The Sorrows of Sorrento

Like most locales dependent upon seasonal tourism, there is a certain sadness to Sorrento in the winter. Its desolation is punctuated by empty restaurants, lingering Christmas decor and random smatterings of Asian tour groups. Asians, it would seem, are the only people with time and money to travel. Roberto Amazzo decided, however, that it would be a quixotic gesture to bring his girlfriend, Ana Maruccio, there for a weekday getaway as a surprise for their two-year anniversary. She was twenty-two to his twenty-six, and possessed the sort of physique that Marilyn Monroe briefly popularized in the 50s. She had long black hair that covered both breasts and often dressed in Moschino that her brother brought home as a perk of working for the Camorra. Her aloof air drove Roberto to great lengths to impress her, even though it generally wasn’t in the Italian man’s nature to waste too much time on a woman if she proved overly high-maintenance. But with Ana, Roberto was powerless. He had made it his primary job to please her, second only to working on a commercial fishing boat in the Bay of Naples during the week. He expected nothing of her–no meals prepared, no out of the ordinary sex behavior–nothing. All he wanted was her body next to his in repayment for all of the grandiose gestures he performed. It was a relationship simple in its complexity.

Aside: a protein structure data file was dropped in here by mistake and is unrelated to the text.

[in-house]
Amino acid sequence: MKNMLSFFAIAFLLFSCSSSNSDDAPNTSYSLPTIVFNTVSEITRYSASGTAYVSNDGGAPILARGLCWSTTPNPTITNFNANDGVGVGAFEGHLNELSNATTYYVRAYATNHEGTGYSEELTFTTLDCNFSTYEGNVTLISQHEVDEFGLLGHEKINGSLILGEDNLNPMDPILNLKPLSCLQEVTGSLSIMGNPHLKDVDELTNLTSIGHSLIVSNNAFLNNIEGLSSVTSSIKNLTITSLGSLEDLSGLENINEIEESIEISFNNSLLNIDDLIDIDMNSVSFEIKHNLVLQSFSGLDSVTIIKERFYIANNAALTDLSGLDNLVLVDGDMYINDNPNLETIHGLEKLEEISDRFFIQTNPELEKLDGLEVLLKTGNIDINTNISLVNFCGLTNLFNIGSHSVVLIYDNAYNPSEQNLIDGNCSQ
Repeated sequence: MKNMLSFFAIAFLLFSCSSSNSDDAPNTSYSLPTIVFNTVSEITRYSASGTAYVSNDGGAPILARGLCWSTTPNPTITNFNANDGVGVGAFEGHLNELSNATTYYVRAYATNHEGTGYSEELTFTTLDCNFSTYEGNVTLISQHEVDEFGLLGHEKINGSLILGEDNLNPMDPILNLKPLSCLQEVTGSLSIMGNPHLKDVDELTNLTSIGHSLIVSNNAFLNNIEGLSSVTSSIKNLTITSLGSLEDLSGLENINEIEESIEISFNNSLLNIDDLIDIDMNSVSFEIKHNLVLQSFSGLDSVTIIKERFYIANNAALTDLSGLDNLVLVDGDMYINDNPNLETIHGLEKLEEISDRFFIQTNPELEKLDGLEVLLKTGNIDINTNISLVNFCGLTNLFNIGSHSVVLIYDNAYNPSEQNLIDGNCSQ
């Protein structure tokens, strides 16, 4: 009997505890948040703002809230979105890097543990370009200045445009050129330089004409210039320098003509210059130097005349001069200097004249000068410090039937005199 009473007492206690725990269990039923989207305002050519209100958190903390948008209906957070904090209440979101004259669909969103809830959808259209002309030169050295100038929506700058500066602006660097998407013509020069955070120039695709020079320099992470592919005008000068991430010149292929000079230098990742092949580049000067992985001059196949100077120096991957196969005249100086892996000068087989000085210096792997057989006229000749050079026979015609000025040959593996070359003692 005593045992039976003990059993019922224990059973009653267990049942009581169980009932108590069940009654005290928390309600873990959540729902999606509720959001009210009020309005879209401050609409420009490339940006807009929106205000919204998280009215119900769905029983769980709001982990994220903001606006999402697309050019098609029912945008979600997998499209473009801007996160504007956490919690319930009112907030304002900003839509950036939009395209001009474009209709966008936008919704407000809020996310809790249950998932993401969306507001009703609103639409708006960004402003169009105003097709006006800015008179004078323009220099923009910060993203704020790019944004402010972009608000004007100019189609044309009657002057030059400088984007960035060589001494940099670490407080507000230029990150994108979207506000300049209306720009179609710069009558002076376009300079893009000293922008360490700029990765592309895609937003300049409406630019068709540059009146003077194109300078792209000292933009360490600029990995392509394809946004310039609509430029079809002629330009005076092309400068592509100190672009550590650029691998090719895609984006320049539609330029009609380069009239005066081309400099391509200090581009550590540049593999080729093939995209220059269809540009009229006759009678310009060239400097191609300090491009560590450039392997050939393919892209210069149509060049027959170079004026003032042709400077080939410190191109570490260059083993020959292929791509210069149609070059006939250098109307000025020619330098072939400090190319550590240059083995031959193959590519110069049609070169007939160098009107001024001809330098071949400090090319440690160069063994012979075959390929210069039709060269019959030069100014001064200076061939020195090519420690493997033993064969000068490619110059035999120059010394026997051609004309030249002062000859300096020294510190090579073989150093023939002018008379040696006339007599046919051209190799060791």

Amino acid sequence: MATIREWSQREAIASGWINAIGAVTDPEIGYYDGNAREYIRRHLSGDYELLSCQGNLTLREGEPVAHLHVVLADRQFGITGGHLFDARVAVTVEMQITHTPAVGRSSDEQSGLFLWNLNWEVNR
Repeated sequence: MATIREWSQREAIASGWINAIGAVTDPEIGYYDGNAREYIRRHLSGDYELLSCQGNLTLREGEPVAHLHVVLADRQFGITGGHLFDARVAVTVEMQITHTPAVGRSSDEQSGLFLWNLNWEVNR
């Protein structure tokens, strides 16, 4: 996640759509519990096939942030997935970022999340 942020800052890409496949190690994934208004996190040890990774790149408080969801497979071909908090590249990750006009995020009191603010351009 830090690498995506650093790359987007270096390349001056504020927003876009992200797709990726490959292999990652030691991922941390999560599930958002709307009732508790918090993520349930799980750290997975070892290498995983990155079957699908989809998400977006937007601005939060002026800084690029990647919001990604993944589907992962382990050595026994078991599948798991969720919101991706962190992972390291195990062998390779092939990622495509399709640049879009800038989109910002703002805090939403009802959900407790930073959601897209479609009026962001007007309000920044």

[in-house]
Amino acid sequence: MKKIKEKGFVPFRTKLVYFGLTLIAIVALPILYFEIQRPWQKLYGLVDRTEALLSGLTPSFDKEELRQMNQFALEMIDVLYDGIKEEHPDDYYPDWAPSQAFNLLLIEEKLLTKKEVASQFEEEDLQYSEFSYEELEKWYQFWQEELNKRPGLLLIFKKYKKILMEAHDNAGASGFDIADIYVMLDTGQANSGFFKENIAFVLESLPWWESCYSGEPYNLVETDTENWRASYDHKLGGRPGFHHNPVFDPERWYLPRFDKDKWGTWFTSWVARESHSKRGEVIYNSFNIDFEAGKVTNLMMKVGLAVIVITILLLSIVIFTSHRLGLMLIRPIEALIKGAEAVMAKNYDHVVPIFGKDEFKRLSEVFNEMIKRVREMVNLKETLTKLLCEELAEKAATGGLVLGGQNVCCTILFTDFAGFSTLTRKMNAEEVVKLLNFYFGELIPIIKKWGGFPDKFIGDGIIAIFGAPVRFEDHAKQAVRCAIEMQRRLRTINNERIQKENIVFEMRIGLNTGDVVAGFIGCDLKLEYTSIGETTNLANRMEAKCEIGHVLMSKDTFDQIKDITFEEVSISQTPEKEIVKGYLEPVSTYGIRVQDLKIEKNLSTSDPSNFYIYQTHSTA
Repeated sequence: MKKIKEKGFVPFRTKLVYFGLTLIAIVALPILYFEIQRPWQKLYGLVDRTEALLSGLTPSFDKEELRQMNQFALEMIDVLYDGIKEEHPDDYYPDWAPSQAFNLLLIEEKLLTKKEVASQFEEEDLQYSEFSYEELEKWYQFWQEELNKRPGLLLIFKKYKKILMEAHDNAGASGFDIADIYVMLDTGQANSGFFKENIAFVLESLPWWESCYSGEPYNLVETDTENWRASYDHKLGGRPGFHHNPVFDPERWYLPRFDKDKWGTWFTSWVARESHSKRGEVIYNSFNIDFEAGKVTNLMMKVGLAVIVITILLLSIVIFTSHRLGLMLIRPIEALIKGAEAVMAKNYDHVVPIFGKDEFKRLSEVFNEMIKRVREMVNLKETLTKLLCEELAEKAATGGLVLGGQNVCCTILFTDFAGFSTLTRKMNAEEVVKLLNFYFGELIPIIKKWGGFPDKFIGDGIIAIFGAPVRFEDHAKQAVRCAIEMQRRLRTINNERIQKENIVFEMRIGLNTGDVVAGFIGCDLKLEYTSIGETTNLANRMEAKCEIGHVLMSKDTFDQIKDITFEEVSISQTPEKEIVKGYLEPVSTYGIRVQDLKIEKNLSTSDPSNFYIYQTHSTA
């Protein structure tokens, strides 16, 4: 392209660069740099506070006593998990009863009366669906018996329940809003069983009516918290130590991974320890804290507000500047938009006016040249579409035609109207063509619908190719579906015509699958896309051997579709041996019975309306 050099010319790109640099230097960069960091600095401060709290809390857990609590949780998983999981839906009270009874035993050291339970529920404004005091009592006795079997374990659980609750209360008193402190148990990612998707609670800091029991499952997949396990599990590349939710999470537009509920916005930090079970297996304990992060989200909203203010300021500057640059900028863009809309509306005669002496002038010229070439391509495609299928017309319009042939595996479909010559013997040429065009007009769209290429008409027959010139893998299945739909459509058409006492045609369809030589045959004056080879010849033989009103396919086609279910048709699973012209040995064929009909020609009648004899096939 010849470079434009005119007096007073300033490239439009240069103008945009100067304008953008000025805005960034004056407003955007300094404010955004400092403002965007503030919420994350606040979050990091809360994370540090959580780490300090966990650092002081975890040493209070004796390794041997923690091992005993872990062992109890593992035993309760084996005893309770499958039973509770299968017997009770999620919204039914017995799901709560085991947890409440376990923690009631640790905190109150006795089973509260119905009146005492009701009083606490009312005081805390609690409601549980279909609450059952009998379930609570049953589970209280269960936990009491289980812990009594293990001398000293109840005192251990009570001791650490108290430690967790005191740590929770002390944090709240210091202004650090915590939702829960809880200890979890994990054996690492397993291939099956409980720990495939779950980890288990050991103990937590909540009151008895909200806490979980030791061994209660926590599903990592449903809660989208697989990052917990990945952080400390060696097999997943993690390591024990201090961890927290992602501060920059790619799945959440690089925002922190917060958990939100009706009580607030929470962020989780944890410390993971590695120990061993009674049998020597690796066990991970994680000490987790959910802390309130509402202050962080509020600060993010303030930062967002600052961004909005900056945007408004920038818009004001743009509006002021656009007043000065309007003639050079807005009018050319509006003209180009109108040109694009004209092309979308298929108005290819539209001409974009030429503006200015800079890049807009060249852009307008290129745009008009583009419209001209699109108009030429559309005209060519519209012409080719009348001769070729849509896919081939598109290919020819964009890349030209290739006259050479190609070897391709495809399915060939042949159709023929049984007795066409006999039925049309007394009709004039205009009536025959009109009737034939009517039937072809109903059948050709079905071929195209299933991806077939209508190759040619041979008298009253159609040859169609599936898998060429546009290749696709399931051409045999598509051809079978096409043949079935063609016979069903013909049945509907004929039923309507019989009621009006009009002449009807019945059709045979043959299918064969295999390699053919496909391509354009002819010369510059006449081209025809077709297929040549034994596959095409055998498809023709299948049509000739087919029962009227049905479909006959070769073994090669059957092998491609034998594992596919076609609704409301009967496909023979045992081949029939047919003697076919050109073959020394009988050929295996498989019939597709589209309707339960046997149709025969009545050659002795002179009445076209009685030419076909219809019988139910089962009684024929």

Thus, when Roberto borrowed a Ferrari from the auto body shop where his friend, Ettore, worked so that he could drive her down the coast to Sorrento in the thick of winter, Ana barely flinched. Though she knew not the specific destination of where he was taking her until they arrived, she intuited it would be something dramatically romantic. But she expected nothing less after two years of fidelity–a feat that wasn’t easy for a girl like her, with so many male options to choose from. When Roberto pulled the car up in front of the Piazza Tasso Bed & Breakfast after turning the few heads roaming the streets of the Corso Italia, Ana hid a look of disappointment. She was hoping Roberto would actually take her to the depths of the Amalfi, and found this town selection to be indicative of his status as a lowly fisherman.